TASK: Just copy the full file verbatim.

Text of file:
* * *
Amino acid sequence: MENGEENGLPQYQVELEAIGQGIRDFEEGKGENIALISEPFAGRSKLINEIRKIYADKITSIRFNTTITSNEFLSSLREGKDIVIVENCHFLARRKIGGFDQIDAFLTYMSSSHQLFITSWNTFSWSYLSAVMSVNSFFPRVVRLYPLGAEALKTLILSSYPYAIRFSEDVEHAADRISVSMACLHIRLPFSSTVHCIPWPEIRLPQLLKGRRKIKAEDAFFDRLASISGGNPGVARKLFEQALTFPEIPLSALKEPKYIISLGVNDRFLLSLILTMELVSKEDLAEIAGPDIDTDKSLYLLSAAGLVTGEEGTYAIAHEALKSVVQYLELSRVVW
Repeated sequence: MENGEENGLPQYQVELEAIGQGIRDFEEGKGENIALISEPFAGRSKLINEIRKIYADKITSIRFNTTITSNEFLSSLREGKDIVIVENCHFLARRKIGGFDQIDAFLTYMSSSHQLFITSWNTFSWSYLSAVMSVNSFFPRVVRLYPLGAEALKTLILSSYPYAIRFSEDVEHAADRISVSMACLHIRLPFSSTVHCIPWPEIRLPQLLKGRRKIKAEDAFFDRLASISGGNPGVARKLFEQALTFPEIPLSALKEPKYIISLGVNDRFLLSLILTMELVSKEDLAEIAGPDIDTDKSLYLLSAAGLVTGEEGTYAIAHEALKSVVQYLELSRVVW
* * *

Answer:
Amino acid sequence: MENGEENGLPQYQVELEAIGQGIRDFEEGKGENIALISEPFAGRSKLINEIRKIYADKITSIRFNTTITSNEFLSSLREGKDIVIVENCHFLARRKIGGFDQIDAFLTYMSSSHQLFITSWNTFSWSYLSAVMSVNSFFPRVVRLYPLGAEALKTLILSSYPYAIRFSEDVEHAADRISVSMACLHIRLPFSSTVHCIPWPEIRLPQLLKGRRKIKAEDAFFDRLASISGGNPGVARKLFEQALTFPEIPLSALKEPKYIISLGVNDRFLLSLILTMELVSKEDLAEIAGPDIDTDKSLYLLSAAGLVTGEEGTYAIAHEALKSVVQYLELSRVVW
Repeated sequence: MENGEENGLPQYQVELEAIGQGIRDFEEGKGENIALISEPFAGRSKLINEIRKIYADKITSIRFNTTITSNEFLSSLREGKDIVIVENCHFLARRKIGGFDQIDAFLTYMSSSHQLFITSWNTFSWSYLSAVMSVNSFFPRVVRLYPLGAEALKTLILSSYPYAIRFSEDVEHAADRISVSMACLHIRLPFSSTVHCIPWPEIRLPQLLKGRRKIKAEDAFFDRLASISGGNPGVARKLFEQALTFPEIPLSALKEPKYIISLGVNDRFLLSLILTMELVSKEDLAEIAGPDIDTDKSLYLLSAAGLVTGEEGTYAIAHEALKSVVQYLELSRVVW